Review: Antelope Audio Orion Studio HD

Antelope Audio continues to release high end audio interfaces for the discerning producer and the latest, the Orion Studio HD, has special Pro Tools features included. Matt Vanacoro explores...  

Antelope Audio shows no signs of slowing down with their steady releases of solid audio interfaces. The Orion Studio HD is the latest device to join the pack. With a myriad of connection options, this interface looks like a great way to get audio in and out of your computer. I test drove a Studio HD for a few weeks to see how it held up.

The Lowdown

Orion Studio HD has 12 XLR mic/line combo inputs. There are 16 channels of analog out available via DB25, 2 separate sets of stereo monitor outputs, and 2 ReAmp outputs for pro level guitar recording and re-amping. On the digital side you can find a single ADAT optical port as well as a single S/PDIF port. The grand finale, however, is the Pro-Tools friendly HDX port providing 32 channels of digital I/O direct to Pro Tools. There is also a USB3 port on the back for shuttling all of this data to and from your computer.

The Fit And Finish

Antelope Audio gear is always built to last, and the Studio HD is no exception. The unit feels extremely solid, the buttons on the front are designed to last (which is good, because they contain a lot of functionality - more on that later), and the main rotary dial is decent. The front panel screen is sturdy, but the display is a bit low-res for my taste. It’s perfectly functional, though.

I suppose I noticed the screen a bit more on this interface simply because of how much functionality Antelope has packed into the front panel. You can even load up I/O presets right from the unit without having to get involved in the software. Buttons can select various functions, and the single rotary encoder is used for data entry. It’s a simple, effective, and well designed system.

The Sound

If you’re familiar at all with the entire Orion line, you’ll know what to expect with the sound of the Studio HD. The preamps have a stunning amount of headroom, the clocking allows for a very ‘open’ sound upon playback, and the noise floor is simply nonexistent. Honestly, after having the pleasure of reviewing several Orion units so far, I had no doubt that this would be the case.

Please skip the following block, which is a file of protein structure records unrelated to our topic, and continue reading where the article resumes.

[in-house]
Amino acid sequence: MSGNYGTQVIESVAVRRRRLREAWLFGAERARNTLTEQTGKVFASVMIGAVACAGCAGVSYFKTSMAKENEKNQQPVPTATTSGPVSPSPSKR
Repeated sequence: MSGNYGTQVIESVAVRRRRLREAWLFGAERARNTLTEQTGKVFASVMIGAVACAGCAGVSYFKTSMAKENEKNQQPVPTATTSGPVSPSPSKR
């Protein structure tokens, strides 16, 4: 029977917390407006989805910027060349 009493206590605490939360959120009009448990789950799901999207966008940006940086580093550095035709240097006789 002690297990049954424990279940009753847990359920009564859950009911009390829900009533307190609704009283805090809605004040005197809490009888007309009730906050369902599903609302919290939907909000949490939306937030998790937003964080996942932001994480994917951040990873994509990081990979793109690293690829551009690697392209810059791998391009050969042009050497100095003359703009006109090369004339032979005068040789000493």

The Workflow

The workflow, I/O and options are what will differentiate this unit from its brethren. The realistic vintage effect models are growing with every iteration, and I still can’t believe that they are free. The included effects run using the DSP of the hardware, and we’re talking some great compressors, EQs, and amp simulations that sound really fantastic. You can utilize these effects in up to 4 separate zero-latency monitor mxes as well, or use them for tracking. It’s up to you.

As far as control, the software works well, and it’s getting a little easier to use with every version. I’m a fan of their iOS app, simply because navigating the touchscreen is a little faster, but the desktop app works well. It loads up quickly, doesn’t crash, and is very responsive.

Conclusion

The Orion Studio HD is a fantastic audio interface, and an excellent way to get sound in and out of your computer. If you utilize Pro Tools, the value just increases. I wish the screen were a little higher-res, and if the software were simplified just a touch more I think it would be perfect. As far as the sound, it’s truly stellar.

Price: $2,995

Pros: Fantastic sound, sturdy design, physical power button (I’m looking at you, Goliath!), plethora of connections, HDX compatibility, super preamps, guitar ReAmp outputs, multiple zero latency monitor mixes.

Cons: Low-res screen, software has a bit of a learning curve

Web: http://en.antelopeaudio.com/products/orion-studio-hd

Matt Vanacoro is one of New York’s premier musicans. Matt has collaborated as a keyboardist in studio and on stage with artists such as Jordan Rudess (Dream Theater), Mark Wood (Trans-Siberian Orchestra), Mark Rivera (Billy Joel Band), Aaron Carter, Amy Regan, Jay Azzolina, Marcus Ratzenboeck (Tantric), KeKe Palmer, C-Note, Jordan Knig... Read More

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